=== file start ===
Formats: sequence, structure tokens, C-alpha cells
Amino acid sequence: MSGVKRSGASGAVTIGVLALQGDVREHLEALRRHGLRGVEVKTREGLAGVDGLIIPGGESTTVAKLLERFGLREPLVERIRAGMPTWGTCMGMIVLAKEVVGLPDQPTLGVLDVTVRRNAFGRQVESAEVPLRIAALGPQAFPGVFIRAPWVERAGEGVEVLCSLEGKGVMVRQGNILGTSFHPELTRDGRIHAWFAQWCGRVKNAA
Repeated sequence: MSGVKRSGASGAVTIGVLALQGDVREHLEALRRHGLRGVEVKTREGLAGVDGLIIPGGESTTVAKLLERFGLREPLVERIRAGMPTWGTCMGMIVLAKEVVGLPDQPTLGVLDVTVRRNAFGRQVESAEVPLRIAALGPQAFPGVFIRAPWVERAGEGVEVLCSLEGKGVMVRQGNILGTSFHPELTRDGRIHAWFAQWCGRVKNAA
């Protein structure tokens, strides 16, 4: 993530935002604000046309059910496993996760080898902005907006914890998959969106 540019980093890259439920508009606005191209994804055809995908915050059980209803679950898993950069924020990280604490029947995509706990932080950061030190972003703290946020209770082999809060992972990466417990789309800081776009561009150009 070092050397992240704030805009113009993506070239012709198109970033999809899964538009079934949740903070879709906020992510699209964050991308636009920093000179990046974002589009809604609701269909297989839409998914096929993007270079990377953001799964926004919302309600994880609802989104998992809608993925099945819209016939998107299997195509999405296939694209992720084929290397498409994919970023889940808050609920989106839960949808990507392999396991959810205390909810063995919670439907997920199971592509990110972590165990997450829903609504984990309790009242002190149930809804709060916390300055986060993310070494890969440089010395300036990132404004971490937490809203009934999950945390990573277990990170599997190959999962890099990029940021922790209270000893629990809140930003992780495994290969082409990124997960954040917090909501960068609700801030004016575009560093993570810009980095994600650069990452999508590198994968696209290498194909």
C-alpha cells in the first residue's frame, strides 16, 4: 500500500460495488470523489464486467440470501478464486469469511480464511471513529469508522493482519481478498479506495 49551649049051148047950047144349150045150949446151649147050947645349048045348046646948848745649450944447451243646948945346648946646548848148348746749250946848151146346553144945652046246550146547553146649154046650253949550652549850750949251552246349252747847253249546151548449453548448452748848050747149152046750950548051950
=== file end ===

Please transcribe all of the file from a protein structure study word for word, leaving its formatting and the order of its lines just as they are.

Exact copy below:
Formats: sequence, structure tokens, C-alpha cells
Amino acid sequence: MSGVKRSGASGAVTIGVLALQGDVREHLEALRRHGLRGVEVKTREGLAGVDGLIIPGGESTTVAKLLERFGLREPLVERIRAGMPTWGTCMGMIVLAKEVVGLPDQPTLGVLDVTVRRNAFGRQVESAEVPLRIAALGPQAFPGVFIRAPWVERAGEGVEVLCSLEGKGVMVRQGNILGTSFHPELTRDGRIHAWFAQWCGRVKNAA
Repeated sequence: MSGVKRSGASGAVTIGVLALQGDVREHLEALRRHGLRGVEVKTREGLAGVDGLIIPGGESTTVAKLLERFGLREPLVERIRAGMPTWGTCMGMIVLAKEVVGLPDQPTLGVLDVTVRRNAFGRQVESAEVPLRIAALGPQAFPGVFIRAPWVERAGEGVEVLCSLEGKGVMVRQGNILGTSFHPELTRDGRIHAWFAQWCGRVKNAA
């Protein structure tokens, strides 16, 4: 993530935002604000046309059910496993996760080898902005907006914890998959969106 540019980093890259439920508009606005191209994804055809995908915050059980209803679950898993950069924020990280604490029947995509706990932080950061030190972003703290946020209770082999809060992972990466417990789309800081776009561009150009 070092050397992240704030805009113009993506070239012709198109970033999809899964538009079934949740903070879709906020992510699209964050991308636009920093000179990046974002589009809604609701269909297989839409998914096929993007270079990377953001799964926004919302309600994880609802989104998992809608993925099945819209016939998107299997195509999405296939694209992720084929290397498409994919970023889940808050609920989106839960949808990507392999396991959810205390909810063995919670439907997920199971592509990110972590165990997450829903609504984990309790009242002190149930809804709060916390300055986060993310070494890969440089010395300036990132404004971490937490809203009934999950945390990573277990990170599997190959999962890099990029940021922790209270000893629990809140930003992780495994290969082409990124997960954040917090909501960068609700801030004016575009560093993570810009980095994600650069990452999508590198994968696209290498194909």
C-alpha cells in the first residue's frame, strides 16, 4: 500500500460495488470523489464486467440470501478464486469469511480464511471513529469508522493482519481478498479506495 49551649049051148047950047144349150045150949446151649147050947645349048045348046646948848745649450944447451243646948945346648946646548848148348746749250946848151146346553144945652046246550146547553146649154046650253949550652549850750949251552246349252747847253249546151548449453548448452748848050747149152046750950548051950